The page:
In Depth

Gwen Ifill: A Journey From Print to Network to Pubcasting

Gwen Ifill is the moderator and managing editor of PBS’ “Washington Week,” the longest-running prime-time news and public affairs program on television, and a senior correspondent for “PBS NewsHour.” In December, she also became one of the rotating co-anchors of the nightly newscast when the program went to a two-anchor format.
 
Ifill, a New York City native and graduate of Simmons College in Boston, started her career in newspapers, reporting for the Baltimore Evening Sun and the Boston Herald American before she joined The Washington Post, where she covered both local and national politics. In 1991 she joined The New York Times, where she was a White House correspondent.

But in 1994, her career took a left turn when she jumped into television as chief congressional and political correspondent for NBC News. She joined the elite ranks of journalists with a weekend Washington talk show in 1999 when she made the switch to the PBS programs.

A veteran of six presidential campaigns, she moderated the vice presidential debates during both the 2004 and 2008 presidential elections.

In her 2009 book, “The Breakthrough: Politics and Race in the Age of Obama,” Ifill chronicled the impact of Barack Obama’s presidential victory and profiled some of the African-American politicians who are making an impact in the country.

A member of the board of the Committee to Protect Journalists, Ifill will also host the duPont-Columbia Awards on Jan. 21.

She recently discussed her career with NewsPro correspondent Elizabeth Jensen.


NewsPro: You’ve said that your ‘first love’ is newspapers, and you worked at some of the best, including The Washington Post and The New York Times. Why did you switch to TV?

Gwen Ifill: I was talked into switching to television by the late Tim Russert [of NBC News and ‘Meet the Press’]. I’d been a frequent guest on ‘Meet the Press’ as well as on ‘Washington Week,’ and he literally dared me to try television full time. He promised me training, support and the chance to learn a new craft. When other networks caught wind of NBC’s pitch they followed suit, and by then I felt I had little choice but to pursue the opportunity to try something new.

NewsPro: Is there anything you miss about newspapers?

Ifill: I miss the writing. I discovered when I was working on my book that I missed having the time and latitude to play with words and build a narrative, even without pictures to help tell the story.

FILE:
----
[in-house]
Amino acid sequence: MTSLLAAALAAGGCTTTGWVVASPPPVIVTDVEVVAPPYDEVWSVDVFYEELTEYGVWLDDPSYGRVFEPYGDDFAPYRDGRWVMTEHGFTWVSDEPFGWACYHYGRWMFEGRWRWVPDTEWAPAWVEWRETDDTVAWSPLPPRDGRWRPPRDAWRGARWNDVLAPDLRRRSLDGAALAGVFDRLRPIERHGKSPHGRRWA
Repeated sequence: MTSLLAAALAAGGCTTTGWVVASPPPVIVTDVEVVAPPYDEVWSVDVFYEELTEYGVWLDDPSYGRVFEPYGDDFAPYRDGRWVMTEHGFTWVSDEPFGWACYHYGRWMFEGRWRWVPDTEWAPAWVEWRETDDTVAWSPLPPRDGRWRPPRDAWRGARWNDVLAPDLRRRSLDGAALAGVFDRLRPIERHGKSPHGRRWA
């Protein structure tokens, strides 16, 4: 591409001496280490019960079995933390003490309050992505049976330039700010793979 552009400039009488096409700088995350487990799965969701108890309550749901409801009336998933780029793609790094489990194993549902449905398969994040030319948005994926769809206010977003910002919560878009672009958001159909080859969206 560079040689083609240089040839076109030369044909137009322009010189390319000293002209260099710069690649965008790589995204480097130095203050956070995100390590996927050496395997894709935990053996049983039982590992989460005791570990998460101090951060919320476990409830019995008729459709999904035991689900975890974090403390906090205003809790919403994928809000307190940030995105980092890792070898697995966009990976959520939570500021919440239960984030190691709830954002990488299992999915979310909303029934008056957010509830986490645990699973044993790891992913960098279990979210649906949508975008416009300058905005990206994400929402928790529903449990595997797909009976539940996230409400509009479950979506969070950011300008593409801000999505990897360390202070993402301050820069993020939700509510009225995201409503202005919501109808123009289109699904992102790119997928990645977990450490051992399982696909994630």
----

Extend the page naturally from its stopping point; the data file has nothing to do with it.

NewsPro: Some in the business were surprised when you jumped to PBS in 1999 from a top NBC News job, because of the smaller audience. Are there things you can do in public broadcasting that you can’t in commercial TV?

Ifill: Tim was once again one of the first people to convince me that the PBS offer would be a good one for me. ‘Washington Week’ gave me the chance to anchor my own program, and ‘NewsHour’ gave me an outlet to dig deep, substitute for Jim [Lehrer], and learn the art of the in-studio interview. No combination like that existed in commercial broadcasting.


NewsPro: The ‘NewsHour’ has recently undergone a makeover, putting you in the co-anchor chair several nights a week. The show has been dealing with a well-chronicled budget challenge in recent years. What was behind the changes and is the program in danger of disappearing?

Ifill: The reality for all of television news — not just public broadcasting — is that we have to adjust to our audiences, not expect them to adjust to the way we have always done things. Responding to that challenge has revitalized the ‘NewsHour,’ quickening our pace and timeliness. Our coverage of the Haiti earthquake disaster provided a case in point of how our new integration has made us a better product on multiple platforms. We’re quite excited.

NewsPro: You already have an influential place in the Washington talk show world at ‘Washington Week,’ but your name keeps coming up as a possible host of ABC’s ‘This Week’ or CNN’s Sunday ‘State of the Union.’ Are you about to make another switch?

Ifill: Not that I know of. But life can surprise.